In Jackie, blood clings to the First Lady like it does to Lady Macbeth. It stains her powder-pink skirt-suit, congeals in her hair, splashes onto her face like tears.
It horrifies and fascinates her; she wears it like war-paint, with something approaching pride. But no matter how many times she tries to scrub it off, watches it spiral down the plug-hole, the disjointed chronology of Chilean director Pablo Larraín’s biopic ensures it always comes back. Some traumas never go away.
Natalie Portman will take the plaudits – and probably an Oscar – for her exceptional mimicry and emotional depth, but she’s one factor in many that elevates Jackie from a dusty historical piece to a queasy exploration of myth versus reality, of the pliable nature of truth, of existential fragility.
Told through a series of flashbacks during a magazine interview, Larraín’s film cuts and chops jaggedly as it recounts the events between the assassination of JFK and his funeral three days later.
We’re invited to peel back the layers of fiction, to consider the way people and events are shaped by the telling of their stories, how history is written and re-written on the fly, how perception can be as important as fact. Truth becomes a relative quantity, twisted and meted out in easy to digest portions, like the “truth” given by Jackie to her interviewer: “I don’t smoke”, she demures through a lungful of nicotine.
The film returns again and again to a painstakingly recreated version of Jackie’s grainy White House Tour that aired to an adoring public in 1962. In it she plays a charming, nervous debutante, the public face of an unknowable, private figure – a parallel fiction to the one we’re watching.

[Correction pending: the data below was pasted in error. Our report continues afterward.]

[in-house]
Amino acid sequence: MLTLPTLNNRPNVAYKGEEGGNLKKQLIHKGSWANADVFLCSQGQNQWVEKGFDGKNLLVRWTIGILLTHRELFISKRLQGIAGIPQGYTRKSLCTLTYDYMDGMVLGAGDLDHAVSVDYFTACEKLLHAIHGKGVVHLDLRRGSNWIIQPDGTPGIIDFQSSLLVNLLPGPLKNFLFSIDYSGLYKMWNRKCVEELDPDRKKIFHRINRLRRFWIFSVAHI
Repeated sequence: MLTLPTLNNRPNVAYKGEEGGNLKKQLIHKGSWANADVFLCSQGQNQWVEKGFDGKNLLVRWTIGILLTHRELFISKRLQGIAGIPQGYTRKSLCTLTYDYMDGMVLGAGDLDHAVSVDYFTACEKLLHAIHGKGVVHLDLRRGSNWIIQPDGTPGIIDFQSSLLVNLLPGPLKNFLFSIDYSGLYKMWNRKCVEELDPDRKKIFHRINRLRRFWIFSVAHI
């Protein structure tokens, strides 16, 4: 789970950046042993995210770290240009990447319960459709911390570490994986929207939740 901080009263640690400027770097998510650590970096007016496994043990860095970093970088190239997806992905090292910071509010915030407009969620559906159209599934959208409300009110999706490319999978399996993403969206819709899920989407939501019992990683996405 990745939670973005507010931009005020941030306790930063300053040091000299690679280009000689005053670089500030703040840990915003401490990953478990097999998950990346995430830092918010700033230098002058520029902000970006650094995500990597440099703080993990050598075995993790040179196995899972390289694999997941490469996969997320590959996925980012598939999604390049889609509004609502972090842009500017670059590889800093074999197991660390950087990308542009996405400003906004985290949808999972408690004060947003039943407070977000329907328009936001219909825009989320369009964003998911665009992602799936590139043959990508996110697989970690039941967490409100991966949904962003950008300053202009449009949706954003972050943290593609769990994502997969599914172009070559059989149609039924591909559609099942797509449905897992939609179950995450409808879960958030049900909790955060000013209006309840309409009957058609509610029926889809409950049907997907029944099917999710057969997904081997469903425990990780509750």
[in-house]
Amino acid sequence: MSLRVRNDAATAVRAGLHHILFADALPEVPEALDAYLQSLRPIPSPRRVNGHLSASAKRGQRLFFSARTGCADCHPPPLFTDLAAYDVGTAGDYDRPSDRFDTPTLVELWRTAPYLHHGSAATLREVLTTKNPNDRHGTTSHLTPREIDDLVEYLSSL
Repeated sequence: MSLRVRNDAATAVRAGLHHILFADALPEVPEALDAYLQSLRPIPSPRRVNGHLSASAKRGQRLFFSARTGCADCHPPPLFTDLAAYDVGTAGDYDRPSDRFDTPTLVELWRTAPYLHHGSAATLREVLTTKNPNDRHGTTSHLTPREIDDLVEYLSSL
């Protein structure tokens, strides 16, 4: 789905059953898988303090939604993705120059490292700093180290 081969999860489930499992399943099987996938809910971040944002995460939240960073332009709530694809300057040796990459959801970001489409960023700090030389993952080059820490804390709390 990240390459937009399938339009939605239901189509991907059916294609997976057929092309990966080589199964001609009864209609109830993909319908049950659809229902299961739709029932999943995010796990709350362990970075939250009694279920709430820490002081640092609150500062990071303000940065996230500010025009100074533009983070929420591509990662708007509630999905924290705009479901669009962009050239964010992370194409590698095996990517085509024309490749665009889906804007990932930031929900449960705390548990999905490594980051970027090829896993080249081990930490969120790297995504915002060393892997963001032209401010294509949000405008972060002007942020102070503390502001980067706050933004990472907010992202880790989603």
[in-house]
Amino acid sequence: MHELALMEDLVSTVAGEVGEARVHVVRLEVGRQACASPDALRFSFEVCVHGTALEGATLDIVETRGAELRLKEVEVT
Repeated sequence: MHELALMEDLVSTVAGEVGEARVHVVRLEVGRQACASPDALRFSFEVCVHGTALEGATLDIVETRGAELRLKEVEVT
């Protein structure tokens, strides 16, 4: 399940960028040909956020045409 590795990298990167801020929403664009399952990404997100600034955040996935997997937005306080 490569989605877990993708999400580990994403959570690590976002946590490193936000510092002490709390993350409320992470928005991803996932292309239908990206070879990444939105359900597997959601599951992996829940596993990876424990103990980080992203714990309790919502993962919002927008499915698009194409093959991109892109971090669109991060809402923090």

It falls to Billy Cudrup’s unnamed journalist to eke some truth from Jackie, although her most candid moments are immediately struck from the record (yet more layers of fiction!). “I suppose you want to know what the gun sounded like” she says before the film flashes back to its single, shocking moment of violence, putting the blood on Jackie’s skirt in vivid context. “I didn’t say that,” she says with a shrug when the story’s finished.
The flashbacks have a confused, shell-shocked quality, muted, like a dream that won’t end. Jackie spends them in a fug of smoke, pills and vodka, researching Lincoln’s lavish funeral and wrestling over whether to put her children in harm’s way – by making them walk in the open behind the funeral cortège – in a bid to preserve the Kennedy legacy. This is no airbrushed portrait of a national heroine.
Form and narrative go hand in hand, with Larraín’s camera hovering uncomfortably close to his star, Portman’s face often dominating the frame. She's at the centre of the world, the eye of the storm, unable to see out. It's uncomfortable, claustrophobic, a glimpse into the stifling worlds of grief and power, and the vacuum that forms when the two collide.
At the end, we haven’t learned anything startlingly new about Jackie Kennedy – on that front Larraín is refreshingly without agenda. Like the woman herself, he’s less interested in the facts than in the way those facts are remembered: that’s how you create something truly enduring.